Salivary glands can serve as potential reservoirs for Covid 19, suggests studytext_fields
Sao Paulo: Brazilian researchers have found that tissues which specialise in saliva production and secretion can serve as reservoirs for SARS-CoV-2, the virus causing Covid-19, magnifying its infectious potential.
Researchers at the University of Sao Paulo (USP) analysed samples from three types of salivary gland obtained during a minimally invasive autopsy procedure performed on 24 patients who died from complications of Covid-19 and discovered that SARS-CoV-2 infects and replicates in the salivary glands.
For the study, the team extracted tissue samples from the parotid, submandibular and minor salivary glands from 24 patients who died from Covid-19 and molecular analysis detected the presence of the virus in more than two-thirds.
The discovery, reported in an article published in the Journal of Pathology, helps explain why the virus is so abundant in saliva and has enabled scientists to develop saliva-based diagnostic tests for Covid-19.
"This is the first report of a respiratory virus's capacity to infect and replicate in salivary glands. Until now it was thought that only viruses that cause highly prevalent diseases such as herpes used salivary glands as reservoirs. The discovery may help explain why SARS-CoV-2 is so infectious," Bruno Fernandes Matuck, doctoral candidate at USP's Dental School.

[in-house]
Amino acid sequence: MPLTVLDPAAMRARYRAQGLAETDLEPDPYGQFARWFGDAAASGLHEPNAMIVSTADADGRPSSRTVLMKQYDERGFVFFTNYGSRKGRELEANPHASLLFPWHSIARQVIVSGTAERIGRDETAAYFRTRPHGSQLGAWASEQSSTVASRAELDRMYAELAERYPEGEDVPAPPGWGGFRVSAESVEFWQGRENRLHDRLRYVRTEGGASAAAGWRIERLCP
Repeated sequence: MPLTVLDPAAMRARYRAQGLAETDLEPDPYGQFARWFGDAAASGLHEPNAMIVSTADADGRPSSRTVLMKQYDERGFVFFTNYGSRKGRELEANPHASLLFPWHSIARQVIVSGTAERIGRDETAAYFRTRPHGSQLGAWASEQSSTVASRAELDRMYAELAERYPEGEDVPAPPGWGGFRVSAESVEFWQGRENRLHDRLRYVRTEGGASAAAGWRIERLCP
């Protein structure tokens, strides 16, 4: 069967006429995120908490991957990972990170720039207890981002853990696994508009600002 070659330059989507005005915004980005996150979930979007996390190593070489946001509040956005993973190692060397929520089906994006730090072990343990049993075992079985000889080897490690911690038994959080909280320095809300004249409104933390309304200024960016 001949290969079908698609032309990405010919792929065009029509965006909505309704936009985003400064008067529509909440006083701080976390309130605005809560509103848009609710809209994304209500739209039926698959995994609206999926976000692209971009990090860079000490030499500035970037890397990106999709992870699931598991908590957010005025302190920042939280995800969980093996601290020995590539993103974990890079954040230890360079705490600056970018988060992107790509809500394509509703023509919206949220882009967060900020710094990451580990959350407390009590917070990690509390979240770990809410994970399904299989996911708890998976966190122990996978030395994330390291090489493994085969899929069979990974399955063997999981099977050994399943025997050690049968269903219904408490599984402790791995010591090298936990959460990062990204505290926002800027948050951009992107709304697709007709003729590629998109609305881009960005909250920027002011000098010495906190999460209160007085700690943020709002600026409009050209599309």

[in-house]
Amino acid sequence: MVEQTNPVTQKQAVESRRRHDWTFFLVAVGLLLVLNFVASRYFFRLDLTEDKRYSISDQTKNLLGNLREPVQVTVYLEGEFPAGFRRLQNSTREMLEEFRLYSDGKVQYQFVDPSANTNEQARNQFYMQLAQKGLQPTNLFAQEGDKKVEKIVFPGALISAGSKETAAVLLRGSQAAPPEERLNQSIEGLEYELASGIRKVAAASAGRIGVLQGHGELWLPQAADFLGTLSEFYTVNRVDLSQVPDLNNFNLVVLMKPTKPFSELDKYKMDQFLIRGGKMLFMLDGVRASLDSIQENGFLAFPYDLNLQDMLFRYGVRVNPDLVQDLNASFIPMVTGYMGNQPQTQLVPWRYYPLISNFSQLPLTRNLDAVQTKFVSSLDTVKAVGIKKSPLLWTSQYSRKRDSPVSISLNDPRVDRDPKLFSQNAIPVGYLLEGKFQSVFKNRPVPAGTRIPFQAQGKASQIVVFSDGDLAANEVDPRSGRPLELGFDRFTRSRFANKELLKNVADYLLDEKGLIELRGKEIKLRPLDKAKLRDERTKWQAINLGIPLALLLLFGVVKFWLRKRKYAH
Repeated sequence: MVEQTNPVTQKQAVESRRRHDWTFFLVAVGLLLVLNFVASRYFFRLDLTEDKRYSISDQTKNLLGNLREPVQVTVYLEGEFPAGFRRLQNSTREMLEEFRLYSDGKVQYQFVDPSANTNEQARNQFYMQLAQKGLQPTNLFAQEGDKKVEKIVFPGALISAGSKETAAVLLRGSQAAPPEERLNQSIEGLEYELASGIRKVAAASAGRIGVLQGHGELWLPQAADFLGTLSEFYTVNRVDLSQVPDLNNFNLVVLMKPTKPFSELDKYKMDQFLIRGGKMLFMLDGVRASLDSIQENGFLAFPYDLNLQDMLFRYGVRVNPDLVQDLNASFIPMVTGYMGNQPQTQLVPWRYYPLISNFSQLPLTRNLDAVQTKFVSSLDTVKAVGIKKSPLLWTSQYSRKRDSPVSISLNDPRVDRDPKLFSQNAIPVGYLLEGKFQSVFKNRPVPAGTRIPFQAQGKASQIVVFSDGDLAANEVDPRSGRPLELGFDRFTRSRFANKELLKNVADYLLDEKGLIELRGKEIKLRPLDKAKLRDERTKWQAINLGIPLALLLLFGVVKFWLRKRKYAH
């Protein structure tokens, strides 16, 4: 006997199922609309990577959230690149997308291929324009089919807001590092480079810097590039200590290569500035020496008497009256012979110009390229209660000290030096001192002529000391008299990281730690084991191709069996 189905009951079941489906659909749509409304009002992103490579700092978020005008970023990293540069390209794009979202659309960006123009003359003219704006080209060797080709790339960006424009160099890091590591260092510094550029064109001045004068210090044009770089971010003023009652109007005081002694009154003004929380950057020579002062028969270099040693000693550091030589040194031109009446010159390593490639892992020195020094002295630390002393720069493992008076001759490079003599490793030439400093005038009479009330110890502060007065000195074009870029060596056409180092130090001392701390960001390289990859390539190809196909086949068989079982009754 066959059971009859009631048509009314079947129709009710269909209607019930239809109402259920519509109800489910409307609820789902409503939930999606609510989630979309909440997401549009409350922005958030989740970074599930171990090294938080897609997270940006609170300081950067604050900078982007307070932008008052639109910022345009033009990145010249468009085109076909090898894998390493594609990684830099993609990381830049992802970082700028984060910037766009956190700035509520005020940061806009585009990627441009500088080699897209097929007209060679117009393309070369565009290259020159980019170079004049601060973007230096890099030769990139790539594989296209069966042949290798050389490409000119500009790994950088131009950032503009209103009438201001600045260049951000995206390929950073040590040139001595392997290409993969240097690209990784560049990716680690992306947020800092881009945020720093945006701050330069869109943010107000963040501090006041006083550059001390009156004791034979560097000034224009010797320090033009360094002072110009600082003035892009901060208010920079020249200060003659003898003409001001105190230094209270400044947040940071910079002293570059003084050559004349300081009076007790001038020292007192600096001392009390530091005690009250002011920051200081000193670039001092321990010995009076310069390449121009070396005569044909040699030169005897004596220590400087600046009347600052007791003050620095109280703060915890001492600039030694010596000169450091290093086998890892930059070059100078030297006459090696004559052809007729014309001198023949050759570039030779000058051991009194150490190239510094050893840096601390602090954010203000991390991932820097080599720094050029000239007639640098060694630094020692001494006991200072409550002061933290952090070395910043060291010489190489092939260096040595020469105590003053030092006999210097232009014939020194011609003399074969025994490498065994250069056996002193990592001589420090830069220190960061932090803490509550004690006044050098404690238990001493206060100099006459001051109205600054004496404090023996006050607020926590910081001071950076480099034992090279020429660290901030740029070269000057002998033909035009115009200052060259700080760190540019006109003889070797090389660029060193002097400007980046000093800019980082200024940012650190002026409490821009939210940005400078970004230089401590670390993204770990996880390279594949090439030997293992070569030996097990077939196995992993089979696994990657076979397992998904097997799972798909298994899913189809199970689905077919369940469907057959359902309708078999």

As SARS-CoV-2 is highly infectious compared with other respiratory viruses, they raised the hypothesis that it may replicate in cells of the salivary glands and hence be present in saliva without coming into contact with nasal and lung secretions.
Further examination by an electron microscope detected not just the presence of the virus but also its replication in cells and the type of organelle it uses to replicate.
"We observed several viruses clustering in salivary gland cells, which showed that they were replicating there. They weren't in these cells passively," Matuck said.
The researchers now plan to examine whether the mouth can be a direct point of entry for SARS-CoV-2, given that ACE2 and TMPRSS2 receptors are found in various parts of the cavity, as well as in gum tissue and oral mucosa.